There’ll be some changes made to the Fidelity Magellan Fund (FMAGX).
Harry Lange, who began running the fund on October 31, is expected to do things far differently than his predecessor, Robert Stansky, including making bigger sector bets, especially in technology, and adding more foreign flavor to the portfolio.
Philip Edwards, managing director of fund research at Standard & Poor’s, thinks Lange will be more willing to consider a broader range of stocks for Magellan than Stansky did. Edwards also believes Lange will be more likely than Stansky was to take more “contrarian positions,” that is, buying stocks when they are out of favor.
“Lange is cut from the classic cowboy cloth of the go-anywhere manager,” said Jim Lowell, the editor of Fidelity Investor, a newsletter. “He has demonstrated no sort of adherence to one style.”
Lange himself has said he invests in growing companies as well as stocks he thinks are undervalued.
Fidelity watchers note that Lange has a background in tech stocks and they envision him increasing Magellan’s exposure in that area. (Lange has served as a technology stock analyst for Fidelity, and he previously managed the Fidelity Select Computers Fund (FDCPX) and the Fidelity Select Electronics Fund (FSELX)).
Lowell pointed out that the Fidelity Capital Appreciation Fund (FDCAX) that Lange had run for nearly a decade before being reassigned had about 35% of its assets in technology at the end of September. By comparison, those companies made up about 15% of the S&P 500 index, and some 21% of Magellan, Lowell said.
To get cash to buy technology stocks, Lowell thinks Lange will sell some of Magellan’s holdings in the financial services sector.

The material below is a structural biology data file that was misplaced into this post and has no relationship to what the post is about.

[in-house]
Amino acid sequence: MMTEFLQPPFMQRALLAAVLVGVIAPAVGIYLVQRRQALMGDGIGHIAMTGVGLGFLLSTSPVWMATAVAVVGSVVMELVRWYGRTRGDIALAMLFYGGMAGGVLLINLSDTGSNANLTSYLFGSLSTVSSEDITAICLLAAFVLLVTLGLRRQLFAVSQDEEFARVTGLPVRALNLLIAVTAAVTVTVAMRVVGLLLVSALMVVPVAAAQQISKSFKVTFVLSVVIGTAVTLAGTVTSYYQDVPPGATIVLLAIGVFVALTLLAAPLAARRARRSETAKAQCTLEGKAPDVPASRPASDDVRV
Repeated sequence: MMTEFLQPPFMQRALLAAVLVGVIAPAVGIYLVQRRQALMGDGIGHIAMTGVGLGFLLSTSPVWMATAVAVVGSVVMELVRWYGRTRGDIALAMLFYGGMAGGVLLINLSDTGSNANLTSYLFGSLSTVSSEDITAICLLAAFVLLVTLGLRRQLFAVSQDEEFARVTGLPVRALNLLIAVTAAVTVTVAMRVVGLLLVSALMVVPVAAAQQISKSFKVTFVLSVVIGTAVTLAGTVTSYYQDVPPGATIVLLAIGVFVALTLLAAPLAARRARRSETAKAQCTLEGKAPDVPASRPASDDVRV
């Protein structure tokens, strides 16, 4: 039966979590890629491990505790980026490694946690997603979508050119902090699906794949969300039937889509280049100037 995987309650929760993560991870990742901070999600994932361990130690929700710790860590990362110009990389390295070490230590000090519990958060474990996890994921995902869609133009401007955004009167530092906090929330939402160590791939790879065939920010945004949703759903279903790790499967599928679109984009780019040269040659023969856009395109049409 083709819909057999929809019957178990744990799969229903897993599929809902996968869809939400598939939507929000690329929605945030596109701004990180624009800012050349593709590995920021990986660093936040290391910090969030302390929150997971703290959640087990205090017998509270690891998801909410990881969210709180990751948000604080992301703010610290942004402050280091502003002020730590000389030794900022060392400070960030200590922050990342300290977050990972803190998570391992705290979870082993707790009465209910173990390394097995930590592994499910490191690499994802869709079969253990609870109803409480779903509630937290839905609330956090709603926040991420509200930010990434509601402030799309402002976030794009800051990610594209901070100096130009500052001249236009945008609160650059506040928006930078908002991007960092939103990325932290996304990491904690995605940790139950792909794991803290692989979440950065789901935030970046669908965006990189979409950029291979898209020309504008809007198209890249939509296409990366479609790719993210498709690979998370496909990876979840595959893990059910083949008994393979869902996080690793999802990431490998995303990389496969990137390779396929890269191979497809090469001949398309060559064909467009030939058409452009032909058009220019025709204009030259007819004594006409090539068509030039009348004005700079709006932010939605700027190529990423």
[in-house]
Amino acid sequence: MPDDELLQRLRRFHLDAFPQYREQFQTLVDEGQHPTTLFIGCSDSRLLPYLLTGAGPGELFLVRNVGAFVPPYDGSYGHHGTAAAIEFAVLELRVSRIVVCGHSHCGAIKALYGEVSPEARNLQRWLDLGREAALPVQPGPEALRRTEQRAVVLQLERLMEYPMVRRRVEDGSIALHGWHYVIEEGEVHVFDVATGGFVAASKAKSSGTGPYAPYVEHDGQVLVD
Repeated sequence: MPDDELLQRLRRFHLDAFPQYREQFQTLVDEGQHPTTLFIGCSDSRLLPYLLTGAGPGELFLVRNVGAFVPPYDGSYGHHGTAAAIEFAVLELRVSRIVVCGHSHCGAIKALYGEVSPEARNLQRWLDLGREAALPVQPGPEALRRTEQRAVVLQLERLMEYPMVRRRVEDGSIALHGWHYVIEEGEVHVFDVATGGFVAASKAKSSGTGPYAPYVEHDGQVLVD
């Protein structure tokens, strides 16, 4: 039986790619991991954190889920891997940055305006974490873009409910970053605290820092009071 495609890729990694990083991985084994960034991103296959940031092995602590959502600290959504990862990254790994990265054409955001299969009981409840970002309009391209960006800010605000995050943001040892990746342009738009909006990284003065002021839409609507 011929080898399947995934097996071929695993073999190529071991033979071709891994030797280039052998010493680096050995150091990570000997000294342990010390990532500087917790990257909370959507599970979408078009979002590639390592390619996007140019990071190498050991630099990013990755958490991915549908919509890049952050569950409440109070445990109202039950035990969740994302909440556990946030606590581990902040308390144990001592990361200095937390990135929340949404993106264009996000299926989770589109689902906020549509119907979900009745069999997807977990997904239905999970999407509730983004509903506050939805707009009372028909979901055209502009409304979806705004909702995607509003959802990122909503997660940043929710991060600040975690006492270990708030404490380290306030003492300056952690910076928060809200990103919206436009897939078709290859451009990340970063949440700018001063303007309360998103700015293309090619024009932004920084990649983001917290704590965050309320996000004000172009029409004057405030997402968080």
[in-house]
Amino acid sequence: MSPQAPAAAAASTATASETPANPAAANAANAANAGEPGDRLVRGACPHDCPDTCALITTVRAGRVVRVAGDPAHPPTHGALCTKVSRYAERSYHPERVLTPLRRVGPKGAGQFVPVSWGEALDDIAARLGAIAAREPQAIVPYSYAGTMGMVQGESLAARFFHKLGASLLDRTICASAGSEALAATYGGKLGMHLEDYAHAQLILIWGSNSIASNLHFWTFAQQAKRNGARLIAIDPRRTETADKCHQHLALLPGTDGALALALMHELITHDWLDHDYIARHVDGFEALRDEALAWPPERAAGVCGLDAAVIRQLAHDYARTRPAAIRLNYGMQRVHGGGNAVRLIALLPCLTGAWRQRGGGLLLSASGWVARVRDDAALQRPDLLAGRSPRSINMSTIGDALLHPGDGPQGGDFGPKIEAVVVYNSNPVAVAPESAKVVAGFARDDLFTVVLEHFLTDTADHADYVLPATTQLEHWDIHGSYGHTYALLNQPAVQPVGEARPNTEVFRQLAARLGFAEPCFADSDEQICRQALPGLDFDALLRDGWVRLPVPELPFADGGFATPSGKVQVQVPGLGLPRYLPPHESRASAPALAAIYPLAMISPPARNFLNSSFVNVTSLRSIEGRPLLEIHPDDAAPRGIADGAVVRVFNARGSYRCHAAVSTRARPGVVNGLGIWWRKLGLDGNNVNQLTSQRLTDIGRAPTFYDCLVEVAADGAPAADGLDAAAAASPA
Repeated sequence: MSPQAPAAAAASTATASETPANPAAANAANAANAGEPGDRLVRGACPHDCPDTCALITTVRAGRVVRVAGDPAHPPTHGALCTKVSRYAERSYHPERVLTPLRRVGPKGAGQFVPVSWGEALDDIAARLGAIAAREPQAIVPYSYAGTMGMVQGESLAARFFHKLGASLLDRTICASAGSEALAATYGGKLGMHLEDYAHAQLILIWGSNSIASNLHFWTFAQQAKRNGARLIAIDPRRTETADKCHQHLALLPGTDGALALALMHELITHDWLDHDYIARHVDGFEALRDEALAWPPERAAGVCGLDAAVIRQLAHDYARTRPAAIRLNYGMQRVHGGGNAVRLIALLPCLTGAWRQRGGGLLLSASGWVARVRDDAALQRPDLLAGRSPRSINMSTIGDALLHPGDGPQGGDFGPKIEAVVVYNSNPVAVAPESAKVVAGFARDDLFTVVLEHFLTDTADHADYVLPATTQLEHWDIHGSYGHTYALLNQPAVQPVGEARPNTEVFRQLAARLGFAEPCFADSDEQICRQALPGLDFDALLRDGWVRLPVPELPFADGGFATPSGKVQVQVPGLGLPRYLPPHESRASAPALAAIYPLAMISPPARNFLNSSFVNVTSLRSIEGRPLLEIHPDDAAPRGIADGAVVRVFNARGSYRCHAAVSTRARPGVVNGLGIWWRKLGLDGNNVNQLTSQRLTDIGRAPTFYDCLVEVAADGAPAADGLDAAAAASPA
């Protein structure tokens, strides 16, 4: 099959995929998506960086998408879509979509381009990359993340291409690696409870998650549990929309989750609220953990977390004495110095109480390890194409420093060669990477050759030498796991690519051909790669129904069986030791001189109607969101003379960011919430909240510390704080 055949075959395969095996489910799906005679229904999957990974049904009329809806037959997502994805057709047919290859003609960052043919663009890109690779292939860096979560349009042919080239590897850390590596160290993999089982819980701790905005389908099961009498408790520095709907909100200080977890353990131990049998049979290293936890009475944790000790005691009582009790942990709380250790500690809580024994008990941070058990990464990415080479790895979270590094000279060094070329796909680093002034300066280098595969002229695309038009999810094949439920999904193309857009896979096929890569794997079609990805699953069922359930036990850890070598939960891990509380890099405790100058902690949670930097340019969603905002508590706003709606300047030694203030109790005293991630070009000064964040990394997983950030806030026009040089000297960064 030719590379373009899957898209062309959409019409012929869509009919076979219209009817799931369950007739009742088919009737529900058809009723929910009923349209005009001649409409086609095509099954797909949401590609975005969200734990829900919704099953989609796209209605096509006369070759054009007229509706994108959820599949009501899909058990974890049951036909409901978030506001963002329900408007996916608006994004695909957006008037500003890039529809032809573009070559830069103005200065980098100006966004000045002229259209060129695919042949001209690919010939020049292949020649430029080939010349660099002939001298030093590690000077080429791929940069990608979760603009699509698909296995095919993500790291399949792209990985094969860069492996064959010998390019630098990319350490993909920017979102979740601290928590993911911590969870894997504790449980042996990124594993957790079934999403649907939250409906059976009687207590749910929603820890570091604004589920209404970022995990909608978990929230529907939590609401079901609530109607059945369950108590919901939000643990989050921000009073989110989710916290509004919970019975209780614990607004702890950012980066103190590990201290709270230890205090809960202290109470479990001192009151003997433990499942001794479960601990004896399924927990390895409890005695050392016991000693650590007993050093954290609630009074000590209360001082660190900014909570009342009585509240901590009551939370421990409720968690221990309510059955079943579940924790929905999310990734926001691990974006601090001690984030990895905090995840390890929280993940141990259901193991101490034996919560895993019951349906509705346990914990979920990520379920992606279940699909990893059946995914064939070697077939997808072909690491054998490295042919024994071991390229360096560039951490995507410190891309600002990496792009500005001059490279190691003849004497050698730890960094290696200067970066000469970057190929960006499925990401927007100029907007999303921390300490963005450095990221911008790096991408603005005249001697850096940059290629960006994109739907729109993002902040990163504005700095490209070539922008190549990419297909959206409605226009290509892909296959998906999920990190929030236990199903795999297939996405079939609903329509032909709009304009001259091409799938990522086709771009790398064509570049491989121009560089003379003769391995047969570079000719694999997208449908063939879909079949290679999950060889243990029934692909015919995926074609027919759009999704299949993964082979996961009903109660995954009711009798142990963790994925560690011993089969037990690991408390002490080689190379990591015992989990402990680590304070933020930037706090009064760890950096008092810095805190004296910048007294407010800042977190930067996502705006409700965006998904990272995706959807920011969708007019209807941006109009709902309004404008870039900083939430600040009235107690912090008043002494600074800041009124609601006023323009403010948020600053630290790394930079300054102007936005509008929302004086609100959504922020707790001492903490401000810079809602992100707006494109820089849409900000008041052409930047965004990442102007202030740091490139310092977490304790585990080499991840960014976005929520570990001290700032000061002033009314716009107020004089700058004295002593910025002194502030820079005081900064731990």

Lowell believes Lange will also show more interest in foreign stocks than Stansky. To support that argument, Lowell said companies overseas accounted for nearly 26% of Capital Appreciation’s holdings at the end of the third quarter, compared to Magellan’s 4%.
Lange himself has said that he is willing to invest in companies of any size, but people familiar with Magellan doubt that its new manager will be able to add many small-cap stocks. The fund’s mandate, they explain, does not allow it to own more than 10% of any company, and that makes it difficult for a small stock, or even a collection of them, to significantly boost returns.
“From a practical standpoint, Magellan is locked out of small caps,” said Jack Bowers, the editor of Fidelity Monitor, another newsletter. At best, Lange might be able to invest in mid-sized companies that are growing into large ones, Bowers said.
Edwards echoed those thoughts. “The size of Magellan will be a significant handicap for Mr. Lange,” he said. “Even if he looks over the entire universe of stocks and selects broadly, it is still going to be primarily a large-cap portfolio.”